4. Client machine name patterns that are to be allocated dynamically assigned IP addresses and IP information.

The IP information that is provided will be a specific IP address together with other information. The present recommendation is to provide all of the following information when available.

The manual configuration of DHCP is often assisted by automated user interface tools that are outside the scope of DICOM. Some people utilize the DHCP database as a documentation tool for documenting the assignment of IP addresses that are preset on equipment. This does not interfere with DHCP operation and can make a gradual transition from equipment presets to DHCP assignments easier. It also helps avoid accidental re-use of IP addresses that are already manually assigned. However, DHCP does not verify that these entries are in fact correct.

R.1.2 Configure LDAP

There are several ways that the LDAP configuration information can be obtained.

  1. A complete installation may be pre-designed and the full configuration loaded into the LDAP server, with the installation attribute set to false. Then as systems are installed, they acquire their own configurations from the LDAP server. The site administration can set the installation attribute to true when appropriate.

  2. When the LDAP server permits network clients to update the configuration, they can be individually installed and configured. Then after each device is configured, that device uploads its own configuration to the LDAP server.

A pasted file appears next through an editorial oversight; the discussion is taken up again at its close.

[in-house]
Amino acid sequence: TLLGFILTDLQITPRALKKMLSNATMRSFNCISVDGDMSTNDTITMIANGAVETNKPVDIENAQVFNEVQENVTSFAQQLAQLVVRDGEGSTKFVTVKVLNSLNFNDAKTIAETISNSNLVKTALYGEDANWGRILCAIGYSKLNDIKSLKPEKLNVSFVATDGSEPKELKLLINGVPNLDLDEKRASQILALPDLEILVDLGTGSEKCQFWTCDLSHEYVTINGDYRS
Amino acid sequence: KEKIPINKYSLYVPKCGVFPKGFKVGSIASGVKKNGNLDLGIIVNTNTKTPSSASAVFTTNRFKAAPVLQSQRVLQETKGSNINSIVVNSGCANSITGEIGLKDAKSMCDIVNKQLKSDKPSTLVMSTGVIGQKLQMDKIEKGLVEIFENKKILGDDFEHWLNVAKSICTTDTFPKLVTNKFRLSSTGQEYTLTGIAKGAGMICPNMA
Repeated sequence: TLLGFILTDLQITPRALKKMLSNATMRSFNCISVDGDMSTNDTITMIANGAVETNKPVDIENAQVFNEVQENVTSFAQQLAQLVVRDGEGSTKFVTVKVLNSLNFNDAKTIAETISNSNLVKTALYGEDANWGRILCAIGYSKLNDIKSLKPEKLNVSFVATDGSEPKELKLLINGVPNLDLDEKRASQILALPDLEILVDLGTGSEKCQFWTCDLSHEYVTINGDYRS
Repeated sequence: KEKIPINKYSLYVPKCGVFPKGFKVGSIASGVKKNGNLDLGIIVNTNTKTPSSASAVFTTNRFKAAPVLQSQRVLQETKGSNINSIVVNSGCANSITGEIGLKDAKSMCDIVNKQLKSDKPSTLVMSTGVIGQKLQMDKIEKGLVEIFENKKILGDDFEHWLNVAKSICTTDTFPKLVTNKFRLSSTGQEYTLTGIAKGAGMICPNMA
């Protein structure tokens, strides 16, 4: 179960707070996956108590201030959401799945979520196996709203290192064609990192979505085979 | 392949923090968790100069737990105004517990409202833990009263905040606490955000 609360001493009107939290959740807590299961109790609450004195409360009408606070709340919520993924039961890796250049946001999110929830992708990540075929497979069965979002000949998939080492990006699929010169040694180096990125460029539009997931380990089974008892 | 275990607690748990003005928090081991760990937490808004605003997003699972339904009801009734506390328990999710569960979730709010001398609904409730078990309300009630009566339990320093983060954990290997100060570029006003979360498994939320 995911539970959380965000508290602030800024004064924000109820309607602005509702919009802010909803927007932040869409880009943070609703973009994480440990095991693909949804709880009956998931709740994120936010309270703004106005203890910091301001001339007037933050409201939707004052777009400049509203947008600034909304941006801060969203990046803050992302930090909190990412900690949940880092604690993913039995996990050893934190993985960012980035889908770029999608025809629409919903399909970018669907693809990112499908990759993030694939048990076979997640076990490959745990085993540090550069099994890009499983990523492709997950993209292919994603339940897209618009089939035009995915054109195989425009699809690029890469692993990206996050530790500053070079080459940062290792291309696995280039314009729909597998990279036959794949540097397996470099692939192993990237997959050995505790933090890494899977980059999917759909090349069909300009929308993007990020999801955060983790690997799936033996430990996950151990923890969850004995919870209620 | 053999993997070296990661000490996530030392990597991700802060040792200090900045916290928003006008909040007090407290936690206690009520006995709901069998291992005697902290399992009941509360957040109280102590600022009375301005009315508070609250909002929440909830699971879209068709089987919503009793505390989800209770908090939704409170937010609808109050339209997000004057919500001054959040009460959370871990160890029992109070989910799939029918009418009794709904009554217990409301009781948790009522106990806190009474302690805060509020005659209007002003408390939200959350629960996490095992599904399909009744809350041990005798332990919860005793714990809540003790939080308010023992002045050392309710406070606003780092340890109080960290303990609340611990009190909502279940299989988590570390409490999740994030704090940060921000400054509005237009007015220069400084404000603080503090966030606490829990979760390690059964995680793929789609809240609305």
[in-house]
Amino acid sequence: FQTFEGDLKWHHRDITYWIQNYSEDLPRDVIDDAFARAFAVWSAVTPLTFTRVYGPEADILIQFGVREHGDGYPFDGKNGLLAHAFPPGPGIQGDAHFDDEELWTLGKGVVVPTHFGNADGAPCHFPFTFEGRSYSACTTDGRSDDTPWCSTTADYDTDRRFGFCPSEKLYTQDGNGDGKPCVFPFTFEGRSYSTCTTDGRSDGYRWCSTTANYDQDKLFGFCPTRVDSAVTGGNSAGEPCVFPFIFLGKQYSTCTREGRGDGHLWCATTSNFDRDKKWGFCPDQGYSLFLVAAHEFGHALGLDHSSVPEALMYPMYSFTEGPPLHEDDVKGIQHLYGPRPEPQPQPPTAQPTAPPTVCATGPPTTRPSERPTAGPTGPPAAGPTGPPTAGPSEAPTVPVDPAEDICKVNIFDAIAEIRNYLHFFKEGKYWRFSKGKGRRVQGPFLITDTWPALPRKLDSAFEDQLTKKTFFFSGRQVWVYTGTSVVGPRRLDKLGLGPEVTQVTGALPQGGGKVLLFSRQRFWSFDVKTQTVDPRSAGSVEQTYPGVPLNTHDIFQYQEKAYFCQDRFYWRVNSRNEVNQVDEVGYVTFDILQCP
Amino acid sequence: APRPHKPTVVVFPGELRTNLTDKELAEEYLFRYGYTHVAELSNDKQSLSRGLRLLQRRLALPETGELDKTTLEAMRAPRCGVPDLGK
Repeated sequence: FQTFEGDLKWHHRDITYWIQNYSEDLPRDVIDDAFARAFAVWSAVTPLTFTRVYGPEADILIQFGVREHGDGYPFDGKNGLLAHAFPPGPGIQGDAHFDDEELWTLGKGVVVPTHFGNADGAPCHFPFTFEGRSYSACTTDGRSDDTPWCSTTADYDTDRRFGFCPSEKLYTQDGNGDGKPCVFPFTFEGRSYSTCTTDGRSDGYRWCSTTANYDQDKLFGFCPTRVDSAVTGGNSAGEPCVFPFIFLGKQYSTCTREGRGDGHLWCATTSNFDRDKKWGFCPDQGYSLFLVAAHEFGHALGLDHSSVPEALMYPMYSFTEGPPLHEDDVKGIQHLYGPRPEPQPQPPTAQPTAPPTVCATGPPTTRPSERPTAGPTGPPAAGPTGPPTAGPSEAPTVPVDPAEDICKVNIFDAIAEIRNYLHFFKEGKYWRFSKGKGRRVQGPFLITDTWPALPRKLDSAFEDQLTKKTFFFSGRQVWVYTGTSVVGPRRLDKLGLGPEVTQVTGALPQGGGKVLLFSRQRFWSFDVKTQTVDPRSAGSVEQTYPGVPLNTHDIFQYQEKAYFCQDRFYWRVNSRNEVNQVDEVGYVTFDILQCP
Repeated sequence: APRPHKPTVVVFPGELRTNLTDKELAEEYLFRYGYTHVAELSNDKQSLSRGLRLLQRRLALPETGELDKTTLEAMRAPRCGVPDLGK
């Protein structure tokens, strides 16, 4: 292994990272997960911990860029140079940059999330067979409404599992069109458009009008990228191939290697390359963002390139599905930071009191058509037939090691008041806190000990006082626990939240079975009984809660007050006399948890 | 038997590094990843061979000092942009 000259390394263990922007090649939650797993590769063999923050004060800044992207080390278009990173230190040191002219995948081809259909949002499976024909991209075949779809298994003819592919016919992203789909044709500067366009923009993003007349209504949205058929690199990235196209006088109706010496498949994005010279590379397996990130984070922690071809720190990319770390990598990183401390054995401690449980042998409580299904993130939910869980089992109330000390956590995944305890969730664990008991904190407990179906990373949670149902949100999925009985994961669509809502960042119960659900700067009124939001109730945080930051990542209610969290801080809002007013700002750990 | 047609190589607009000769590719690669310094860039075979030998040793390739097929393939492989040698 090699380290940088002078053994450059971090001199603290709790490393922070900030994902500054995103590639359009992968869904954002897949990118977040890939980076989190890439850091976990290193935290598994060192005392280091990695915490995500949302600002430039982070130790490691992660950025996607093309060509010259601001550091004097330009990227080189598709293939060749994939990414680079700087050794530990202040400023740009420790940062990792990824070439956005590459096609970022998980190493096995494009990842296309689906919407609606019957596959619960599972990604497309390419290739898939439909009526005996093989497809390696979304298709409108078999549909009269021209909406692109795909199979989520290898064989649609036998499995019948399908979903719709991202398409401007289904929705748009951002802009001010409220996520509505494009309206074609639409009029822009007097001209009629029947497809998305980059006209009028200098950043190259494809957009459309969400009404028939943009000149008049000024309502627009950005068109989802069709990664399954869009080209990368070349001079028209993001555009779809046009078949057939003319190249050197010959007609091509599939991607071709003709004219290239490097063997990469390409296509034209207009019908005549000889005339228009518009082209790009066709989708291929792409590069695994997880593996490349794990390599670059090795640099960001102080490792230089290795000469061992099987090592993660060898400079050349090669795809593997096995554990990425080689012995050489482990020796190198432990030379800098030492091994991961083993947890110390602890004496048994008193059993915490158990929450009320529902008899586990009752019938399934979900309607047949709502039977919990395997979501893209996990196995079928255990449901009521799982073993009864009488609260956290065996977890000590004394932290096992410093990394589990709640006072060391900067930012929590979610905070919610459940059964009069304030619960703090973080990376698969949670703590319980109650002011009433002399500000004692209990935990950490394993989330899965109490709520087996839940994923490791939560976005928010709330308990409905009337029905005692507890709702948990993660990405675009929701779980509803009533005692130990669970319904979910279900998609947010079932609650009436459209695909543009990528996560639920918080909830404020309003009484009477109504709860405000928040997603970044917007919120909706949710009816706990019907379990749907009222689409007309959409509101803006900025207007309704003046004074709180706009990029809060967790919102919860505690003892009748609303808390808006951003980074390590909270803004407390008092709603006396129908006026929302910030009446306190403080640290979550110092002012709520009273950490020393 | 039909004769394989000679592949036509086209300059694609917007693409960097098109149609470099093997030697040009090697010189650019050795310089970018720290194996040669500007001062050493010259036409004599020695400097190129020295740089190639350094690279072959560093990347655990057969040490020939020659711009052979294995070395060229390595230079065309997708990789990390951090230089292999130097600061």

3. When the LDAP server does not permit network clients to update configurations, they can be individually installed and configured. Then, instead of uploading their own configuration, they create a standard format file with their configuration objects. This file is then manually added to the LDAP server (complying with local security procedures) and any conflicts resolved manually.

R.1.2.1 Pre-configure

The network may have been designed in advance and the configuration specified in advance. It should be possible to pre-configure the configuration servers prior to other hardware installation. This should not preclude later updates or later configuration at specific devices.

LDAP defines a standard file exchange format for transmitting LDAP database subsets in an ASCII format. This file exchange format can be created by a variety of network configuration tools. There are also systems that use XML tools to create database subsets that can be loaded into LDAP servers. It is out of scope to specify these tools in any detail. The use case simply requires that such tools be available.

When the LDAP database is pre-configured using these tools, it is the responsibility of the tools to ensure that the resulting database entries have unique names. The unique name requirement is common to any LDAP database and not just to DICOM AE Titles. Consequently, most tools have mechanisms to ensure that the database updates that they create do have unique names.

System Installation with Pre-configured Configuration

Figure R.1-1. System Installation with Pre-configured Configuration